The victory also paved the way for further struggles. Renewed working class confidence saw rages rise by 20 per cent in the early 1970s. Jack Mundey, leader of the Builders’ Labourers Federation ‘green bans’ struggle in the 70s, attributes some of his union’s confidence to the victory of the O’Shea dispute.

It was the gains of that period that the Howard government set out to erode with the introduction of both WorkChoices and the Australian Building and Construction Commission. It was the “right to strike” particularly—the most fundamental and effective display of workers’ collective power—that Howard sought to remove from workers’ arsenal.

While the unpopularity of such anti-worker policies was surely what cost the Howard government the election and swept Rudd to power a year ago, we are still struggling against WorkChoices-lite and at least another year of the ABCC.

The new industrial relations legislation (covered elsewhere in this edition of Solidarity) changes some basic conditions but keeps very similar restrictions on industrial action. It is a victory and a testament to Labor’s awareness of WorkChoices’ unpopularity—but the continued restrictions on the right to take action are the result of the fact the union Rights at Work campaign didn’t take the fight for those rights seriously or far enough.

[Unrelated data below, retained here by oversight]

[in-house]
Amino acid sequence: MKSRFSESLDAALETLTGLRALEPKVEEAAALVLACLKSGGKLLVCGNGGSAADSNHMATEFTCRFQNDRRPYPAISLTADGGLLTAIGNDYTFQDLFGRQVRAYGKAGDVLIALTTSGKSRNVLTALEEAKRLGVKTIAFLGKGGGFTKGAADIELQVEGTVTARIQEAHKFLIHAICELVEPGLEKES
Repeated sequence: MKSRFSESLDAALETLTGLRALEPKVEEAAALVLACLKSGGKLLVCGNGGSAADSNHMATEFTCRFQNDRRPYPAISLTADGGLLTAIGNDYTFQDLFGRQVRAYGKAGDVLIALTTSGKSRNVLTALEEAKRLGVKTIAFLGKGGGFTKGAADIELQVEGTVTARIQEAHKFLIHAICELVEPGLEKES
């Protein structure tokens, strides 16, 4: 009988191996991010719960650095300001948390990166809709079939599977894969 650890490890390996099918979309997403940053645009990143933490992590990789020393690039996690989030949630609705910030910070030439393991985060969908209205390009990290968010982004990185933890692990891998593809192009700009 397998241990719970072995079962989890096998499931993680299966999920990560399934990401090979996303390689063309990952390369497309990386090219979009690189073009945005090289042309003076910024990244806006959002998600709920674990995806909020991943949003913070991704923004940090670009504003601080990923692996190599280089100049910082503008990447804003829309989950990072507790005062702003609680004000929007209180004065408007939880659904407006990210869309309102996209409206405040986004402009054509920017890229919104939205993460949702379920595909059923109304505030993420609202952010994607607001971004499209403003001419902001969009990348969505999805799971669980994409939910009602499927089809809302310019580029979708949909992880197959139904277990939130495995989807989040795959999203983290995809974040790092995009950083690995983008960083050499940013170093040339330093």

The campaign against the ABCC is a chance to take up the fights for those rights. The specific targeting of the more militant construction unions is no coincidence—it is because they pose the most threat to efforts to hold down wages and conditions.

There is much to learn from O’Shea’s, and now Washington’s, refusals. In both cases, their defiance, and the widespread support for it, was too much for the ruling class to take.

If we want to make the injustice of the ABCC the next dead letter law, the “rights on site” campaign needs to adopt an official policy of defiance of the Commission and of the remaining restrictions on industrial action. As the economic crisis unfolds, the struggle over who pays for the bosses’ mess is set to begin—and we need a fighting union movement to make sure it isn’t us.